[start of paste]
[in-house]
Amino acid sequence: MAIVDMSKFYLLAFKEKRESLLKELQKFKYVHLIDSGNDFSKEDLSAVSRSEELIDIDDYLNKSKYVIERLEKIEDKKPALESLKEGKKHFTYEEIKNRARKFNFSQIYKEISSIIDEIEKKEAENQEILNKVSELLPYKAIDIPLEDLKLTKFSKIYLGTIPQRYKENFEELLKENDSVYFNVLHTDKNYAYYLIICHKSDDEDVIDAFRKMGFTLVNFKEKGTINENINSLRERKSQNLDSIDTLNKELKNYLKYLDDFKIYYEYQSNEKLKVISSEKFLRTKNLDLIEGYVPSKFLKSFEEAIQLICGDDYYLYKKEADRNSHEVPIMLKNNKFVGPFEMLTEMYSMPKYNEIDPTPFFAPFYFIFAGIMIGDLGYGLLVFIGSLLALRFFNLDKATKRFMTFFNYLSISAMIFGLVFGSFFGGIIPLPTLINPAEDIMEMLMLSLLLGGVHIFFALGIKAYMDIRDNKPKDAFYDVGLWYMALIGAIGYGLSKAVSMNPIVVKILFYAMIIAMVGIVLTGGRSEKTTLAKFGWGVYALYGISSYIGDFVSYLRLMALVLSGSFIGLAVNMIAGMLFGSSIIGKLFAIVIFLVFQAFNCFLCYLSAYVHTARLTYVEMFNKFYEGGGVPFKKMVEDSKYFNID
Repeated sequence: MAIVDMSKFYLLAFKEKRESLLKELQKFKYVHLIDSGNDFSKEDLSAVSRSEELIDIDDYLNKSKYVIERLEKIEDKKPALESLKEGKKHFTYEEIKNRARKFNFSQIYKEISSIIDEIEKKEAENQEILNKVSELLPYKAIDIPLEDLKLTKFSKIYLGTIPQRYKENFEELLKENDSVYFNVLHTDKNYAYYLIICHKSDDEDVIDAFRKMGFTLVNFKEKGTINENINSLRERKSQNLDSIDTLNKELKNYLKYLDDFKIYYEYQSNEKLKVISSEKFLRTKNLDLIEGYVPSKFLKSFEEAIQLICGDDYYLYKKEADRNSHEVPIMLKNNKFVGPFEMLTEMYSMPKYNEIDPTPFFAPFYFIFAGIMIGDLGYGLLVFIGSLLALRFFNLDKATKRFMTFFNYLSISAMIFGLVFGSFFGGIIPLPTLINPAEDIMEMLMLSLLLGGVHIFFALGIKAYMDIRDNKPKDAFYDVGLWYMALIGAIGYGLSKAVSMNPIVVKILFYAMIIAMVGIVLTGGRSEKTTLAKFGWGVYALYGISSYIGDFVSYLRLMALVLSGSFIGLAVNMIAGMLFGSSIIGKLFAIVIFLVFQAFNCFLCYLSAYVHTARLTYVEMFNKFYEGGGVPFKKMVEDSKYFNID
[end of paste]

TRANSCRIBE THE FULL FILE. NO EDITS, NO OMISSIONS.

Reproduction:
[in-house]
Amino acid sequence: MAIVDMSKFYLLAFKEKRESLLKELQKFKYVHLIDSGNDFSKEDLSAVSRSEELIDIDDYLNKSKYVIERLEKIEDKKPALESLKEGKKHFTYEEIKNRARKFNFSQIYKEISSIIDEIEKKEAENQEILNKVSELLPYKAIDIPLEDLKLTKFSKIYLGTIPQRYKENFEELLKENDSVYFNVLHTDKNYAYYLIICHKSDDEDVIDAFRKMGFTLVNFKEKGTINENINSLRERKSQNLDSIDTLNKELKNYLKYLDDFKIYYEYQSNEKLKVISSEKFLRTKNLDLIEGYVPSKFLKSFEEAIQLICGDDYYLYKKEADRNSHEVPIMLKNNKFVGPFEMLTEMYSMPKYNEIDPTPFFAPFYFIFAGIMIGDLGYGLLVFIGSLLALRFFNLDKATKRFMTFFNYLSISAMIFGLVFGSFFGGIIPLPTLINPAEDIMEMLMLSLLLGGVHIFFALGIKAYMDIRDNKPKDAFYDVGLWYMALIGAIGYGLSKAVSMNPIVVKILFYAMIIAMVGIVLTGGRSEKTTLAKFGWGVYALYGISSYIGDFVSYLRLMALVLSGSFIGLAVNMIAGMLFGSSIIGKLFAIVIFLVFQAFNCFLCYLSAYVHTARLTYVEMFNKFYEGGGVPFKKMVEDSKYFNID
Repeated sequence: MAIVDMSKFYLLAFKEKRESLLKELQKFKYVHLIDSGNDFSKEDLSAVSRSEELIDIDDYLNKSKYVIERLEKIEDKKPALESLKEGKKHFTYEEIKNRARKFNFSQIYKEISSIIDEIEKKEAENQEILNKVSELLPYKAIDIPLEDLKLTKFSKIYLGTIPQRYKENFEELLKENDSVYFNVLHTDKNYAYYLIICHKSDDEDVIDAFRKMGFTLVNFKEKGTINENINSLRERKSQNLDSIDTLNKELKNYLKYLDDFKIYYEYQSNEKLKVISSEKFLRTKNLDLIEGYVPSKFLKSFEEAIQLICGDDYYLYKKEADRNSHEVPIMLKNNKFVGPFEMLTEMYSMPKYNEIDPTPFFAPFYFIFAGIMIGDLGYGLLVFIGSLLALRFFNLDKATKRFMTFFNYLSISAMIFGLVFGSFFGGIIPLPTLINPAEDIMEMLMLSLLLGGVHIFFALGIKAYMDIRDNKPKDAFYDVGLWYMALIGAIGYGLSKAVSMNPIVVKILFYAMIIAMVGIVLTGGRSEKTTLAKFGWGVYALYGISSYIGDFVSYLRLMALVLSGSFIGLAVNMIAGMLFGSSIIGKLFAIVIFLVFQAFNCFLCYLSAYVHTARLTYVEMFNKFYEGGGVPFKKMVEDSKYFNID